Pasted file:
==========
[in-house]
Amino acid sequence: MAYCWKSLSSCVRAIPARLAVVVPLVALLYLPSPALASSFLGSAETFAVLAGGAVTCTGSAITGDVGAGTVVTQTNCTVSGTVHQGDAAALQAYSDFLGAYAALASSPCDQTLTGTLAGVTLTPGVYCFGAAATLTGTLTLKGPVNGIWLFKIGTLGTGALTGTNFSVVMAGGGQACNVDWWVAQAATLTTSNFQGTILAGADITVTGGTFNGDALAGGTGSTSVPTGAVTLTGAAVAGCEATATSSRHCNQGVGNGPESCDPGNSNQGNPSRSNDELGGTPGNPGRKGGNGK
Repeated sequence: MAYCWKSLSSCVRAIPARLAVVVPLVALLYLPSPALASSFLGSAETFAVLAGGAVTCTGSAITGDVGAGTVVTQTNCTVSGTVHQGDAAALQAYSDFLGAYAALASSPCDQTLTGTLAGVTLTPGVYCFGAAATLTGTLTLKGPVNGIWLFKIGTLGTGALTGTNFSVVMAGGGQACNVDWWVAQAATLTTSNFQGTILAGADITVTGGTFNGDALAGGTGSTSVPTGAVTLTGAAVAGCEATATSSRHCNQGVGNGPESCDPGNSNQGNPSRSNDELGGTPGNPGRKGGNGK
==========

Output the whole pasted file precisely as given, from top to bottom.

[in-house]
Amino acid sequence: MAYCWKSLSSCVRAIPARLAVVVPLVALLYLPSPALASSFLGSAETFAVLAGGAVTCTGSAITGDVGAGTVVTQTNCTVSGTVHQGDAAALQAYSDFLGAYAALASSPCDQTLTGTLAGVTLTPGVYCFGAAATLTGTLTLKGPVNGIWLFKIGTLGTGALTGTNFSVVMAGGGQACNVDWWVAQAATLTTSNFQGTILAGADITVTGGTFNGDALAGGTGSTSVPTGAVTLTGAAVAGCEATATSSRHCNQGVGNGPESCDPGNSNQGNPSRSNDELGGTPGNPGRKGGNGK
Repeated sequence: MAYCWKSLSSCVRAIPARLAVVVPLVALLYLPSPALASSFLGSAETFAVLAGGAVTCTGSAITGDVGAGTVVTQTNCTVSGTVHQGDAAALQAYSDFLGAYAALASSPCDQTLTGTLAGVTLTPGVYCFGAAATLTGTLTLKGPVNGIWLFKIGTLGTGALTGTNFSVVMAGGGQACNVDWWVAQAATLTTSNFQGTILAGADITVTGGTFNGDALAGGTGSTSVPTGAVTLTGAAVAGCEATATSSRHCNQGVGNGPESCDPGNSNQGNPSRSNDELGGTPGNPGRKGGNGK